You are using an old browser with security vulnerabilities and can not use the features of this website.
Contact persons: Dr. Christian Guill
1. Effects of temporal variability of spatial networks on meta-community food-web stability and diversity
This project investigates the structure and stability of complex food webs on a spatial network of habitat patches. We focus on temporal variability of the spatial network structure and its effects on biodiversity and population stability on local and regional scales. The spatial networks consist of isolated habitat patches that are embedded in a landscape. The links of the spatial networks are created by the species' abilities to disperse between habitat patches over varying distances. The availability of patches as habitat for a local community as well as the accessibility of dispersal routes changes over time, thereby changing the structure of the spatial networks.
In this project, computer-generated trophic and spatial networks are analysed. The population dynamics of the species are simulated with mathematical models based on ordinary differential equations. The survival of a species in a certain habitat depends on the availability of resources and the mortality through predation (and thus on the composition of the local community). Furthermore, its survival on the regional level depends on the ability to disperse over the landscape and colonise suitable habitat patches. We address different aspect of temporal variability of spatial networks, e.g. periodically blinking links (dispersal routes), not permanently available patches or variable environmental conditions.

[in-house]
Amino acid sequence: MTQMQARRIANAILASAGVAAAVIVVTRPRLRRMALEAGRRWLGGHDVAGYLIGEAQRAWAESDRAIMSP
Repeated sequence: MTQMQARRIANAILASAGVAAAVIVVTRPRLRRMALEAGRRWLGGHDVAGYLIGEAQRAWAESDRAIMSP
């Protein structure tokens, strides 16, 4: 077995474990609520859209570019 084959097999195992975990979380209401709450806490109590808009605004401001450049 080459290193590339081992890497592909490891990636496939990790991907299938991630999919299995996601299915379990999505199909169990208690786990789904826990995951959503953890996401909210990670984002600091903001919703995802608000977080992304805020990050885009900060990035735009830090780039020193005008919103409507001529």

This project is part of the DFG research group "Networks on Networks: The interplay of structure and dynamics in spatial ecological networks". Collaboration partners: Barbara Drossel, Ulrich Brose, Björn Rall, Bernd Blasius, Thilo Gross.
2. Dynamics of stage-structured populations
Classical mathematical models of population dynamics depend on equations that include terms for predation, reproduction and mortality. However, they usually neglect that biological individuals have a life cycle and that ontogenetic development and growth are necessary requirement for reproduction. We analyse with theoretical methods (computer simulations and analytical calculations) how the ontogenetic structure of populations affects the dynamics and the stability of small modules of interacting species or of complex food webs.